Would you name your son Barrett rather than Michael? Would you name your daughter Norma or Jennifer? If you had a choice between two job applicants of equal merit, whom would you call in first: Elroy or Douglas? Would you go on a blind date with a woman named Gertrude or a man named Elmer?
Fairly or unfairly, images have always attached themselves to names. Certain ones call forth stereotypes at their mention. Naming a child is an activity fraught with pitfalls. That's why many parents--who often place too much emphasis on pleasing relatives, honoring their favorite TV show or making a harmonious combination with the family name--might want to put some extra effort into it.
Consider the "Dynasty" boom, which has caused otherwise normal folk to select Alexis, Krystle (or Krystal or Crystal) and even Fallon for their offspring. In 20 years, they might be regretting it. "Trendy names eventually work against you because they let people know when you were born," says Christopher Andersen, author of "The Baby Boomer's Name Game." "Most Tammys were born in the late '50s, when Debbie Reynolds' 'Tammy and the Bache lor' was a hit. To be pegged so perfectly is something you want to avoid."
Andersen cites a recent study by Edwin Lawson, a researcher at New York State University at Fredonia who asked 225 men and 225 women to rank 453 male names on six dimensions: Good-Bad, Strong-Weak, Active-Passive, Sincere-Insincere, Intelligent-Dumb and Calm-Emotional. The results tend to confirm any suspicions you might have about the relative value of names.
Garry received the best rating from men, with an overall score of 85.7. He was closely followed by John, Daniel, David, Kurt and Erik. Women gave the highest score to Moses, at 91.9. He was followed by Gregory, Mike, Jon, Brad and Luke. The sexes didn't agree on the best names. Only four in the top 20 were chosen by both men and women: John, David, Mike and Steve.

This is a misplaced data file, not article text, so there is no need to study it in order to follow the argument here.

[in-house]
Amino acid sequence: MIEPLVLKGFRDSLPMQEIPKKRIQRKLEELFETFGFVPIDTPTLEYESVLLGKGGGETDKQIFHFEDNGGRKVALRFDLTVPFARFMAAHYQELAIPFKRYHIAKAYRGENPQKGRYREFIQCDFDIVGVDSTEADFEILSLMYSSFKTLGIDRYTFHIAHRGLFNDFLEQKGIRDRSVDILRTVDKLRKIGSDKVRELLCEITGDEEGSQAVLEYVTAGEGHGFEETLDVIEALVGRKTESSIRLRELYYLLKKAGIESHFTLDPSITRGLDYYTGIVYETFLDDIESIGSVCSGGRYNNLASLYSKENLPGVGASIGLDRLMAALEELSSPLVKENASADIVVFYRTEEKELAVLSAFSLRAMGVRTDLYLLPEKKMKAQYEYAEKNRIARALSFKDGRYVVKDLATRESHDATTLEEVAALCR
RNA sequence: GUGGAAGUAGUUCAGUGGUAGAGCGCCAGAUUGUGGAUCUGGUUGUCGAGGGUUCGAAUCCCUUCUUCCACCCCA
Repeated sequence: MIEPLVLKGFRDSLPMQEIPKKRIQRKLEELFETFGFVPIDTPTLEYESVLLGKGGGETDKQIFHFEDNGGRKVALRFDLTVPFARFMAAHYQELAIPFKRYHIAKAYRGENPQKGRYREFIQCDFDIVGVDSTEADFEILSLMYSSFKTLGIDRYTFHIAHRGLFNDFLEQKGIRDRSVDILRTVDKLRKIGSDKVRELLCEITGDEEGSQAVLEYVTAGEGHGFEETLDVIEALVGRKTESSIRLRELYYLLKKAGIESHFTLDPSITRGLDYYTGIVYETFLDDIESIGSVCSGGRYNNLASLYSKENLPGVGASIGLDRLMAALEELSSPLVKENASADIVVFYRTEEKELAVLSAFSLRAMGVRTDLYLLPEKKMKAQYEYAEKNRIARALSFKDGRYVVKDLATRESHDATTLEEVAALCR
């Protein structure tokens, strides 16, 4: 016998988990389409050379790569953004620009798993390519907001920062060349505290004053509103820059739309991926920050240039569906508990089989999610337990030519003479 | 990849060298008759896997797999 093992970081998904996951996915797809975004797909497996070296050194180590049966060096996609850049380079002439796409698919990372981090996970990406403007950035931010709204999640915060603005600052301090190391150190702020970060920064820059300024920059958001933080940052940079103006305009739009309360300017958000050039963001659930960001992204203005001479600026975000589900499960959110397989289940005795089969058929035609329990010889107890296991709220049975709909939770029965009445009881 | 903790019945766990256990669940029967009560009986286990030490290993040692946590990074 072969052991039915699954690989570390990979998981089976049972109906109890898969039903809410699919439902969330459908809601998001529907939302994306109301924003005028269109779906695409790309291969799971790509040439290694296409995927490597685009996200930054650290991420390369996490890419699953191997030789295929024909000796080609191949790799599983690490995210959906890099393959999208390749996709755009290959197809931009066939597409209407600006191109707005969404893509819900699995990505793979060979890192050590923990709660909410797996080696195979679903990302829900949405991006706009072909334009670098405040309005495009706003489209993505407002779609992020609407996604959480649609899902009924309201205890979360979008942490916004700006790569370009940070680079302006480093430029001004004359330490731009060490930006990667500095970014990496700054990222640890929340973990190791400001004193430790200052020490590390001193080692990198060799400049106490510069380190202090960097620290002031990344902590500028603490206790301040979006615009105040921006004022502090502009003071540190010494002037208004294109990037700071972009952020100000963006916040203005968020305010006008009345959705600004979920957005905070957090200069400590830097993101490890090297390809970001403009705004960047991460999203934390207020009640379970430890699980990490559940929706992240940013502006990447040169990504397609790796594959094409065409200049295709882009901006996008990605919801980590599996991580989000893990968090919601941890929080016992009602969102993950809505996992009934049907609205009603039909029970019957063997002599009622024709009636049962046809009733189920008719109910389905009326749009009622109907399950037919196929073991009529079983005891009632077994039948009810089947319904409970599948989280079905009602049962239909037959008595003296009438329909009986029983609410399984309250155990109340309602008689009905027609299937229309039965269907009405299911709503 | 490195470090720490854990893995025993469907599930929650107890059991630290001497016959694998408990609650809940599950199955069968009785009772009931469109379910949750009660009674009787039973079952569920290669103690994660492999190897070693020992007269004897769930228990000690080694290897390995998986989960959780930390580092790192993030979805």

Oswald Rated Low
When it came to the lowest overall scores, there was more consensus. Oswald was the most unpopular name with both sexes, with an approval rating of only 29.8 for men and 26.7 for women. Other names that got poor marks from both men and women were Angus, Boris, Delbert, Elmer, Melvin, Horace and Myron.
"Parents," Andersen said, "need to pay attention to what a name is going to do. Psychologists will say that if parents give their child a name that's going to make him an object of ridicule by his peers, then obviously those parents are either terribly ignorant of the damage that name can do, or on some subconscious level they want to make their child's life miserable. If you name your kid Lethal, it says something about your intentions."
"Lethal" comes up because of another study, a five-year examination of 10,000 delinquents at Cook County Psychiatric Institute in Illinois. Criminal misdeeds among those with such bizarre names as Lethal, Oder and Vere were four times more frequent.
Said one of the researchers, Robert C. Nicolay: "When a child is given a name that is an object of ridicule (such as Precious) or connotes snobbery (such as Throckmorton) or provokes embarrassment (Looney) or confusion as to sex (Marion), he is placed on the defensive and may have to fight for it."
This works in milder ways, too. The best names, Andersen said, are not too trendy (86 babies were given the name Tiffany in Washington in 1985), not too popular (national and local leaders were Jennifer and Michael), and not too androgynous (such as Ivory and Jade, which were given to both girls and boys in '85).
He also suggests avoiding nicknames. "I tell parents not to let their kids be given nicknames they don't approve of. If they want their child to be known as Michael and not Mikey, make sure that's what he's called. Childhood nicknames often last into adulthood, and sometimes they have a profound impact on what someone thinks of you before meeting you. Lenny conveys a different impression from Leonard."
By the way, even if your first name is irrelevant to your chances for happiness, there's evidence that your last name can cause serious problems. According to Dr. Trevor Weston, a London doctor and hospital consultant who checked into a decade's worth of British mortality statistics, people whose last names begin with the letters S through Z died a dozen years earlier than the national average.
Who Gets Ulcers?
Furthermore, Weston's survey at a London hospital reportedly determined that end-of-the-alphabeters were twice as likely to get ulcers and three times as likely to have coronaries.
The schools are blamed for this unhappy state of affairs, which is labeled Alphabetical Neurosis. "The strain of all this waiting for our names to be reached--or always being last--renders us much more liable to become morose and introspective," Weston said.